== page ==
Question: Why are cafes so popular in Japan?

As popular with Japanese people as they are with foreigners living in Japan, they are also a must-see for any visitor. Clients are drawn to those quirky places for their atmosphere or simply because their concept seems intriguing.

Culture wise, coffee differs greatly from a traditional Japanese tea culture. Coffee is primarily viewed as Western wise as a solitary drink. Japan has a similar view of the beverage. In the 1960s and 1970s, coffee became popular with Japanese businessmen working alone in public.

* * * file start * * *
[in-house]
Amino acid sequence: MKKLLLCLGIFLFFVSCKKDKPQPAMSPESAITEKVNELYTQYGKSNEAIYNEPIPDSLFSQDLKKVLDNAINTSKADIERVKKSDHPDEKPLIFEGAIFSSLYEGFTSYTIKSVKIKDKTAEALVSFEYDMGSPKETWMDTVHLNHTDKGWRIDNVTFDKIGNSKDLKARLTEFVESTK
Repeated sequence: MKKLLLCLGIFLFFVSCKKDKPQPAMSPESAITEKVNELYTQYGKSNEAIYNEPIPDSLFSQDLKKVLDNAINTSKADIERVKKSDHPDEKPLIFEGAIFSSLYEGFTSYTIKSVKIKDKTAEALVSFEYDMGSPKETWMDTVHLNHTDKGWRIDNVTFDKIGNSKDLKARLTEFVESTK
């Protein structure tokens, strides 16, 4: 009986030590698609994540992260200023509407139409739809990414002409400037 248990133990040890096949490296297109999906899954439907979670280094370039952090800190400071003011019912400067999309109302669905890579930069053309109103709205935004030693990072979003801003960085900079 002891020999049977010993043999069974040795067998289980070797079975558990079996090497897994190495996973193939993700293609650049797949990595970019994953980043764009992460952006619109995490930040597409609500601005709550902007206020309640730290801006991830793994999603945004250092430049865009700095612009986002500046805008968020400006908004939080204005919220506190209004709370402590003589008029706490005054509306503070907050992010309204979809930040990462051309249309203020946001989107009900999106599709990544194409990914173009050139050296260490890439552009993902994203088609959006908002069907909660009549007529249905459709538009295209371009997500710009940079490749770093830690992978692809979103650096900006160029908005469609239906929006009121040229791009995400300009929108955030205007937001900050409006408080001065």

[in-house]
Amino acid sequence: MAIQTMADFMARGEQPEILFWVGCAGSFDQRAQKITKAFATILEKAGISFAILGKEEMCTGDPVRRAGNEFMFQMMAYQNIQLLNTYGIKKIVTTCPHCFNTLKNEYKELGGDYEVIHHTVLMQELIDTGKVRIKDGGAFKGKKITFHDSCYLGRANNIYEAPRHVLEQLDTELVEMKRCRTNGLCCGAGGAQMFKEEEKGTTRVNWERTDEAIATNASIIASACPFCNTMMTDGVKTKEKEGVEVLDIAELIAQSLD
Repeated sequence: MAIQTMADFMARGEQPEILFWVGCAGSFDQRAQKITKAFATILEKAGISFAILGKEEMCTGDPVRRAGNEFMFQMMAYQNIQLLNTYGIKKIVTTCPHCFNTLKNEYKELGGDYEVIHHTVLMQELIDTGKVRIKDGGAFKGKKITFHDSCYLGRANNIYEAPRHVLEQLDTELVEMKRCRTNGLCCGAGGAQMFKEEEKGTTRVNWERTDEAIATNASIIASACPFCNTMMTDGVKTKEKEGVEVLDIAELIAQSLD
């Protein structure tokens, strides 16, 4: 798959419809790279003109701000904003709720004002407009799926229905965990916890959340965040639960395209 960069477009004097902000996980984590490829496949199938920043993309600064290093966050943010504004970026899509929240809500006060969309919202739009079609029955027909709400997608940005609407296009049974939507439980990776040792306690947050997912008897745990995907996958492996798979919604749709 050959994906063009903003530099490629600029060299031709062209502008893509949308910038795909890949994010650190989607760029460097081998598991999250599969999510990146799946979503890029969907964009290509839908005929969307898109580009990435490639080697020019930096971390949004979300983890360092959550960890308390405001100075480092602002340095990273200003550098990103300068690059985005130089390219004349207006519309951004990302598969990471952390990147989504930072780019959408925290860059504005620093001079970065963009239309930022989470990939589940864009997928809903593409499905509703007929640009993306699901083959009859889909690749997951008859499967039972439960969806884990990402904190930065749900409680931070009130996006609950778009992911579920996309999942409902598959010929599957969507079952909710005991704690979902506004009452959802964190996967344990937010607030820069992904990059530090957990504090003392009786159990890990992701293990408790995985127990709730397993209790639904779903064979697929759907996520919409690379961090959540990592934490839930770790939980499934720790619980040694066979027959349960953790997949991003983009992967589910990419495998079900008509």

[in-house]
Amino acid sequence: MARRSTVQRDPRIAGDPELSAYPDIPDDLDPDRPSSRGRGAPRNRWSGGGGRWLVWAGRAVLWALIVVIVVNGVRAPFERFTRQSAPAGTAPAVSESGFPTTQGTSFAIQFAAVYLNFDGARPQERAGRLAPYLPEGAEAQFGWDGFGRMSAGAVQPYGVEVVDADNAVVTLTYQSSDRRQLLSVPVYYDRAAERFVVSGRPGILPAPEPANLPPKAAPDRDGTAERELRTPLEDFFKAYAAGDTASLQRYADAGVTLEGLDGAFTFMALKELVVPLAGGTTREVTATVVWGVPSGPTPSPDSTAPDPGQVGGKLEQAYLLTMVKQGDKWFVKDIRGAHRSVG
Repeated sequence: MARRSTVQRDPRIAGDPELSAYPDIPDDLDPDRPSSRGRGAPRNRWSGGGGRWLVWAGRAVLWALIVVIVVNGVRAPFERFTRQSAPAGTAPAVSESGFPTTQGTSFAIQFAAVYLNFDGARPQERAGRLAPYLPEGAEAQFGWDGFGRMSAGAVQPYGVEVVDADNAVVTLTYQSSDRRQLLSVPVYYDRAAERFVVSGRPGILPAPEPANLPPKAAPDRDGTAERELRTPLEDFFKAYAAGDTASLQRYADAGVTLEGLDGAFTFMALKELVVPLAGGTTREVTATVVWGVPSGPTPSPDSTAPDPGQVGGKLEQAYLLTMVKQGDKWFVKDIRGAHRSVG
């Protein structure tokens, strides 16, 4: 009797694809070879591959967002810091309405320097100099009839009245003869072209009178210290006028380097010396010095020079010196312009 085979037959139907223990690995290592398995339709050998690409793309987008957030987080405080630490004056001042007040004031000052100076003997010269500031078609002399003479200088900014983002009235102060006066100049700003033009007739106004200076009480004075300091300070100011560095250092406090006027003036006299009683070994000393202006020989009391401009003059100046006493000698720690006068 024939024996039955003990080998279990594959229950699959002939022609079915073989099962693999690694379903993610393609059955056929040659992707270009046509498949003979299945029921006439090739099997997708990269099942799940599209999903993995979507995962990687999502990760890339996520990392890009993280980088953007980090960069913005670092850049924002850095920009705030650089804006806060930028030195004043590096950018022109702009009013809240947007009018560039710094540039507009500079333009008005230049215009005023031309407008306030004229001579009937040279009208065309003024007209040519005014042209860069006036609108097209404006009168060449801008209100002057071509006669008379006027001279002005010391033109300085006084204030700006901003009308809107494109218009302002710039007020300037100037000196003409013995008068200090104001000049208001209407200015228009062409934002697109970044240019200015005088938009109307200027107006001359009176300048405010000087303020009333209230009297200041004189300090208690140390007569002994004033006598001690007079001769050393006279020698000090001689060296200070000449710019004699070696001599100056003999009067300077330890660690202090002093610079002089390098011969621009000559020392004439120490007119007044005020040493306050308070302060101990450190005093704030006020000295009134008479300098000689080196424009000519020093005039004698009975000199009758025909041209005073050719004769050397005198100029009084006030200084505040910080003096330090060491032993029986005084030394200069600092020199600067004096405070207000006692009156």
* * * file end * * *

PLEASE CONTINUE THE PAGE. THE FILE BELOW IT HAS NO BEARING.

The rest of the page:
What are cafés in Japan?

A kissaten (喫茶店), literally a tea-drinking shop, is a Japanese-style tearoom that is also a coffee shop. They developed in the early 20th century as a distinction from a café, as cafés had become places also serving alcohol with noise and celebration.

What is Cafe in Japanese hiragana?

Japanese Cafe: 喫茶店 (kissaten)

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